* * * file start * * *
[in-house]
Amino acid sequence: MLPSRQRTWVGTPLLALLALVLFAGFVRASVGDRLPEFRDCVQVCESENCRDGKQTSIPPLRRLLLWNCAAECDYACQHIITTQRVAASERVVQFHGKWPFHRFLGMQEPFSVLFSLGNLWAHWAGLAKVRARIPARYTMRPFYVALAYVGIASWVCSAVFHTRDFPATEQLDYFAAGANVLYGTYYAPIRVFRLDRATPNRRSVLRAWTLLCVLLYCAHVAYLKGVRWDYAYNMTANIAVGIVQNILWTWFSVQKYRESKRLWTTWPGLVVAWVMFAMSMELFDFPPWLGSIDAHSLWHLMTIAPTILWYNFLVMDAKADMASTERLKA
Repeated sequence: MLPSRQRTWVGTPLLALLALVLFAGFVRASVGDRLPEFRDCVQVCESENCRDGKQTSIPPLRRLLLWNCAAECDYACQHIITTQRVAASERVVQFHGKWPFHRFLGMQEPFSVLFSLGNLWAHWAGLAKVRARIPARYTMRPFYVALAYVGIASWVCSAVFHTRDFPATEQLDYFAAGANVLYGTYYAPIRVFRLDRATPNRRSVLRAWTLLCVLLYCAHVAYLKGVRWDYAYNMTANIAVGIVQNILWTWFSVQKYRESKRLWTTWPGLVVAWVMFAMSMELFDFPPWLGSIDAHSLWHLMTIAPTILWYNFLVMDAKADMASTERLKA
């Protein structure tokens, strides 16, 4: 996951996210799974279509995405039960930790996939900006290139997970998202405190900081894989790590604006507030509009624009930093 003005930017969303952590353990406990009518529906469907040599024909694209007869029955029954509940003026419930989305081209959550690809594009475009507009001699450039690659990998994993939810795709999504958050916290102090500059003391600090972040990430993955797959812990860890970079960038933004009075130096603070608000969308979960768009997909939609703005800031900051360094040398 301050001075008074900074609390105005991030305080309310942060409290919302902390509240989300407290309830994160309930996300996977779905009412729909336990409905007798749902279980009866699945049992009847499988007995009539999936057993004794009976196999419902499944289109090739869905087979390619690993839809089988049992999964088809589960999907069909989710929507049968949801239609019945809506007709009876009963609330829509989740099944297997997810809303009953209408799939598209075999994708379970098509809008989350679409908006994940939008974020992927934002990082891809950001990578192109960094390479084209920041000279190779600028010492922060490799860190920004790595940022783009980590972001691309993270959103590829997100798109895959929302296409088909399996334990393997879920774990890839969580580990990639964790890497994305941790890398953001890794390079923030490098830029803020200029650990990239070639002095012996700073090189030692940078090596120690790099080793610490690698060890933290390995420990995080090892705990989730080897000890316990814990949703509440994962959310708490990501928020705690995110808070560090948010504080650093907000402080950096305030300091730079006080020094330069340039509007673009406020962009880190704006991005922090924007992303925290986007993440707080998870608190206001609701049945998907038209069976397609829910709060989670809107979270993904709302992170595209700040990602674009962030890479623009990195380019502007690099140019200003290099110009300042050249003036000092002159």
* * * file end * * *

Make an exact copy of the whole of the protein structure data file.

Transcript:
[in-house]
Amino acid sequence: MLPSRQRTWVGTPLLALLALVLFAGFVRASVGDRLPEFRDCVQVCESENCRDGKQTSIPPLRRLLLWNCAAECDYACQHIITTQRVAASERVVQFHGKWPFHRFLGMQEPFSVLFSLGNLWAHWAGLAKVRARIPARYTMRPFYVALAYVGIASWVCSAVFHTRDFPATEQLDYFAAGANVLYGTYYAPIRVFRLDRATPNRRSVLRAWTLLCVLLYCAHVAYLKGVRWDYAYNMTANIAVGIVQNILWTWFSVQKYRESKRLWTTWPGLVVAWVMFAMSMELFDFPPWLGSIDAHSLWHLMTIAPTILWYNFLVMDAKADMASTERLKA
Repeated sequence: MLPSRQRTWVGTPLLALLALVLFAGFVRASVGDRLPEFRDCVQVCESENCRDGKQTSIPPLRRLLLWNCAAECDYACQHIITTQRVAASERVVQFHGKWPFHRFLGMQEPFSVLFSLGNLWAHWAGLAKVRARIPARYTMRPFYVALAYVGIASWVCSAVFHTRDFPATEQLDYFAAGANVLYGTYYAPIRVFRLDRATPNRRSVLRAWTLLCVLLYCAHVAYLKGVRWDYAYNMTANIAVGIVQNILWTWFSVQKYRESKRLWTTWPGLVVAWVMFAMSMELFDFPPWLGSIDAHSLWHLMTIAPTILWYNFLVMDAKADMASTERLKA
């Protein structure tokens, strides 16, 4: 996951996210799974279509995405039960930790996939900006290139997970998202405190900081894989790590604006507030509009624009930093 003005930017969303952590353990406990009518529906469907040599024909694209007869029955029954509940003026419930989305081209959550690809594009475009507009001699450039690659990998994993939810795709999504958050916290102090500059003391600090972040990430993955797959812990860890970079960038933004009075130096603070608000969308979960768009997909939609703005800031900051360094040398 301050001075008074900074609390105005991030305080309310942060409290919302902390509240989300407290309830994160309930996300996977779905009412729909336990409905007798749902279980009866699945049992009847499988007995009539999936057993004794009976196999419902499944289109090739869905087979390619690993839809089988049992999964088809589960999907069909989710929507049968949801239609019945809506007709009876009963609330829509989740099944297997997810809303009953209408799939598209075999994708379970098509809008989350679409908006994940939008974020992927934002990082891809950001990578192109960094390479084209920041000279190779600028010492922060490799860190920004790595940022783009980590972001691309993270959103590829997100798109895959929302296409088909399996334990393997879920774990890839969580580990990639964790890497994305941790890398953001890794390079923030490098830029803020200029650990990239070639002095012996700073090189030692940078090596120690790099080793610490690698060890933290390995420990995080090892705990989730080897000890316990814990949703509440994962959310708490990501928020705690995110808070560090948010504080650093907000402080950096305030300091730079006080020094330069340039509007673009406020962009880190704006991005922090924007992303925290986007993440707080998870608190206001609701049945998907038209069976397609829910709060989670809107979270993904709302992170595209700040990602674009962030890479623009990195380019502007690099140019200003290099110009300042050249003036000092002159």